The differerences this year are subtle, yet distinct.
There are no boys named Parkhurst powering their singles play.
There are new faces up and down their lineup.
And most noticeably, Wyoming Seminary’s boys tennis coach is now a woman more accustomed to coaching in the college ranks rather than one of the most respected tennis guys on the local circuit.
“I think it’s definitely different,” said senior Henry Cornell, who played No. 3 singles for Sem last season and will battle for the top spot in the lineup this season. “I’ve been playing with Mike since I was little.”
But while ailing Mike Balutanski may be missing his first boys season since taking over the Sem program, his replacement is more than capable of stepping in.
Former Misericordia University women’s tennis coach Allison Joanlanne begins her first season guiding a boys team, after stepping in to lead Sem’s girls program through the fall after Balutanski suffered a stroke.
“Difference? It’s colder in the spring,” Joanlanne laughed. “I don’t really see any difference.”
The players do.
“With Allison, you do a lot more running and conditioning out in practice,” said junior Chris Kim, who opened the season in Sem’s top singles spot. “When Mike was here, it was just play.”
Joanlanne is also carrying 10 players on the varsity roster — up a couple players from what Sem fielded in the past — and stresses preparation is just as important as actaul play.
“The first day (of practice), we did a team warmup,” Cornell added. “That’s the first time we’d ever done that.
“I’d say Mike was a little more old-school.”
Whether they’re playing for their old coach or a new one, the goal of the Blue Knights remains the same.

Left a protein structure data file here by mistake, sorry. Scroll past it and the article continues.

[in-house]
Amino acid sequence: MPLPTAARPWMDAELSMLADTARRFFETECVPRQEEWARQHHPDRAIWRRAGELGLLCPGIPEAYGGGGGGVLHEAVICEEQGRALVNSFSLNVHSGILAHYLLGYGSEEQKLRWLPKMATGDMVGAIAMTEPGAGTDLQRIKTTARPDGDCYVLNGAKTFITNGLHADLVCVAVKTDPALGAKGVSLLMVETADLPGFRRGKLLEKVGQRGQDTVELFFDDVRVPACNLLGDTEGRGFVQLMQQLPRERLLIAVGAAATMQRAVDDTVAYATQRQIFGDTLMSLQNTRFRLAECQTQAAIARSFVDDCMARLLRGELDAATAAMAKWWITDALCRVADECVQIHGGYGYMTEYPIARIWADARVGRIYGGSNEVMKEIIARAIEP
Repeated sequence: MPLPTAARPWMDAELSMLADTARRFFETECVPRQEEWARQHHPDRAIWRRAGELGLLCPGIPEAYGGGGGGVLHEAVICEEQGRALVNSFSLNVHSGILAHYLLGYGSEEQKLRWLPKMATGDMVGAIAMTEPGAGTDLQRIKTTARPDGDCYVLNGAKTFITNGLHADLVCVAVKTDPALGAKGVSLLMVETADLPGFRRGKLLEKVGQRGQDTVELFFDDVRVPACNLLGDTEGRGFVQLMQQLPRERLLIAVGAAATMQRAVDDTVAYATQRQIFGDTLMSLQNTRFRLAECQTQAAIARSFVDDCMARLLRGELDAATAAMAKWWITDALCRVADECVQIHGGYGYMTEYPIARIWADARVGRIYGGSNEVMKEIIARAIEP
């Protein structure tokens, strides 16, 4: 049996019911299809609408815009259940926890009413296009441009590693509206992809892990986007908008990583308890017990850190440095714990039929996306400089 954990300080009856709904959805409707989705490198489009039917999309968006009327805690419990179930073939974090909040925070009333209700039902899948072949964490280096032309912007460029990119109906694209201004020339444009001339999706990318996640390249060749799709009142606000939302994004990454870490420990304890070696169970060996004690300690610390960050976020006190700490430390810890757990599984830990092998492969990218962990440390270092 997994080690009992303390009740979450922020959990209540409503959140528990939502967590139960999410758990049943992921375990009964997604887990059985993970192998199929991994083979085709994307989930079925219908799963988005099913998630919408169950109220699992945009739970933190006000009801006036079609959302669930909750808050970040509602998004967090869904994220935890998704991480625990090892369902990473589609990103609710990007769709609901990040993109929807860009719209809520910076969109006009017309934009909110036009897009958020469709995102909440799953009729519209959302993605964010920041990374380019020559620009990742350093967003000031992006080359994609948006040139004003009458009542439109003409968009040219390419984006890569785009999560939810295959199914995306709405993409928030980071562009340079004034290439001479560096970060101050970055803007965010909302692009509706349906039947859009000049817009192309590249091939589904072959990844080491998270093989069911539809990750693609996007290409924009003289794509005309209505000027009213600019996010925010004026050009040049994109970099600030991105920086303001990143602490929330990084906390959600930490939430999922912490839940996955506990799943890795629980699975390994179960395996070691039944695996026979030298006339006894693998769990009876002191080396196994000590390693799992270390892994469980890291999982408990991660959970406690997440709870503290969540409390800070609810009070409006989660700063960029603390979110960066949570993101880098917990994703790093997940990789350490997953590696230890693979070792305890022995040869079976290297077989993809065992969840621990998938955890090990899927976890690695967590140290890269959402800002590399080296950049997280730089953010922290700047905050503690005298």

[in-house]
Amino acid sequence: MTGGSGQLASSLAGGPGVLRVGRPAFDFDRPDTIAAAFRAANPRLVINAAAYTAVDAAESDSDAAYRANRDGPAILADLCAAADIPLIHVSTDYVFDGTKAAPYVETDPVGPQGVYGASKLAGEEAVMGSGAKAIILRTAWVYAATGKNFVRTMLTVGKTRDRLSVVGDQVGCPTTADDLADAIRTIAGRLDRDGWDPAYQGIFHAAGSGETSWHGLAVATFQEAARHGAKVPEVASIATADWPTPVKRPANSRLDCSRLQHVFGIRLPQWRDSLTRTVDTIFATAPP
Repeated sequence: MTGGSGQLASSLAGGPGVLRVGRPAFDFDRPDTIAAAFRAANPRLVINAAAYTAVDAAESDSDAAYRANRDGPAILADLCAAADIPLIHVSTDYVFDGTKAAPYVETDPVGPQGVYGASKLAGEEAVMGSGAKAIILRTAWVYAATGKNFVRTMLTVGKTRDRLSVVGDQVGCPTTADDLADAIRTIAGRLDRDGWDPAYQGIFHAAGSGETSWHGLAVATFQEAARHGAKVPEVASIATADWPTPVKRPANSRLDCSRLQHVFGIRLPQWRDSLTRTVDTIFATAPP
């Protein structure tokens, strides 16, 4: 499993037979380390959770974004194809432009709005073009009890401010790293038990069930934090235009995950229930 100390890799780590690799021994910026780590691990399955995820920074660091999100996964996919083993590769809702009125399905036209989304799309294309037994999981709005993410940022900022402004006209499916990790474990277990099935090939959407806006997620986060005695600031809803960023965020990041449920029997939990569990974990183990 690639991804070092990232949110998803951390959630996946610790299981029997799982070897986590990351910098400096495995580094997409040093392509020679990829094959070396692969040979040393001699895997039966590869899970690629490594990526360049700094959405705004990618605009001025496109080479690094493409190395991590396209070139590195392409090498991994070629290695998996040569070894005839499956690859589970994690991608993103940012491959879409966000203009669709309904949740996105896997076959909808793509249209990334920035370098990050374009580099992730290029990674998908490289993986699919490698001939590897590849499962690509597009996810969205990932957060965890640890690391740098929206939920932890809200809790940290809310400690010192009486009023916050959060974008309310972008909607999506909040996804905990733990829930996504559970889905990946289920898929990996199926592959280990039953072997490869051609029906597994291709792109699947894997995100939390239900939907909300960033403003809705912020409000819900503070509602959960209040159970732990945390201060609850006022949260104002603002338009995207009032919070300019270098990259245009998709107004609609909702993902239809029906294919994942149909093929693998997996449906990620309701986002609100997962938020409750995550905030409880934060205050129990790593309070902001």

They intend to capture WVC and District 2 crowns, then advance as far as they can in the state tournament.
That ambition took the Blue Knights to the PIAA Class 2A finals last season, but a repeat of that run may be asking a lot. Gone are top singles players and twins George and Harry Parkhurst — who battled each other for the District 2 singles championship before graduating.
Still, filling Sem’s lineup with four new faces hardly seems like an ominous task to Joanlanne.
“They’re all just as talented,” Joanlanne said. “I’m very lucky.”
She does admit to one difference, though.
Joanlanne finds it easier getting her points across to high school players moreso than in the college game.
“You take a younger kid, they seem to catch on quicker,” Joanlanne said. “You’re able to mold them. I find it easier to work with the younger kids.”
Joanlanne helped the Seminary girls squad work through an unbeaten regular season, stepping in to coach the club when Balutansky suffered his stroke in preseason practice.
That success, and her nine years coaching in college, brought Joanlanne instant respect among players who reached the state championship round under their old coach.
“She started (at Sem) by doing a good job with the girls team back in the fall,” Cornell said. “And we knew she had a college backround in tennis.”
That experience has Joanlanne and her first boys team hopeful of continuing Sem’s run of success.
“State finals last year. They have a great act to follow,” Joanlanne said.
But the Blue Knights believe they have a chance to get there by following their new leader.
“Obviously, losing George and Harry — our first two singles players from last year — was big,” Kim said. “It’s going to be hard to get where we were without them.
“But I don’t count us out of anything.”
Not even another long playoff run.
“Things are no different this year,” Cornell said. ” I think we still have a quality team. We’re looking to do some of the same things.”